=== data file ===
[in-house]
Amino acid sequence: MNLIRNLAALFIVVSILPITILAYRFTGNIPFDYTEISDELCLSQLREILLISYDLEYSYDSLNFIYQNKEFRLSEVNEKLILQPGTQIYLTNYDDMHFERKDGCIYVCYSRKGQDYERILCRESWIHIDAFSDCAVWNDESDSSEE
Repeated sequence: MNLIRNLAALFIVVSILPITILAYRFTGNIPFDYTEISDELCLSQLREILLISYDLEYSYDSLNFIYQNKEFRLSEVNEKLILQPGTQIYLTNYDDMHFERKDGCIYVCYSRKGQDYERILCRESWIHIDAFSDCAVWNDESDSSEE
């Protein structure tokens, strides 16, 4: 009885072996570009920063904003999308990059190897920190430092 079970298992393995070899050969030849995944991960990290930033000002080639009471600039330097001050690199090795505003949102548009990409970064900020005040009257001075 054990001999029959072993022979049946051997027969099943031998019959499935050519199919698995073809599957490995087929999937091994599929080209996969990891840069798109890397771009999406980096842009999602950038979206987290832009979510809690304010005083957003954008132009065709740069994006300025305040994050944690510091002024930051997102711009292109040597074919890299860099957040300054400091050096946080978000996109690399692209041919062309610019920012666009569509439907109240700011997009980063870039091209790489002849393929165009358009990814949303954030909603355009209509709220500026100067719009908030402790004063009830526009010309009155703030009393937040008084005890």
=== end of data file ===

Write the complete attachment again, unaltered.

[in-house]
Amino acid sequence: MNLIRNLAALFIVVSILPITILAYRFTGNIPFDYTEISDELCLSQLREILLISYDLEYSYDSLNFIYQNKEFRLSEVNEKLILQPGTQIYLTNYDDMHFERKDGCIYVCYSRKGQDYERILCRESWIHIDAFSDCAVWNDESDSSEE
Repeated sequence: MNLIRNLAALFIVVSILPITILAYRFTGNIPFDYTEISDELCLSQLREILLISYDLEYSYDSLNFIYQNKEFRLSEVNEKLILQPGTQIYLTNYDDMHFERKDGCIYVCYSRKGQDYERILCRESWIHIDAFSDCAVWNDESDSSEE
């Protein structure tokens, strides 16, 4: 009885072996570009920063904003999308990059190897920190430092 079970298992393995070899050969030849995944991960990290930033000002080639009471600039330097001050690199090795505003949102548009990409970064900020005040009257001075 054990001999029959072993022979049946051997027969099943031998019959499935050519199919698995073809599957490995087929999937091994599929080209996969990891840069798109890397771009999406980096842009999602950038979206987290832009979510809690304010005083957003954008132009065709740069994006300025305040994050944690510091002024930051997102711009292109040597074919890299860099957040300054400091050096946080978000996109690399692209041919062309610019920012666009569509439907109240700011997009980063870039091209790489002849393929165009358009990814949303954030909603355009209509709220500026100067719009908030402790004063009830526009010309009155703030009393937040008084005890």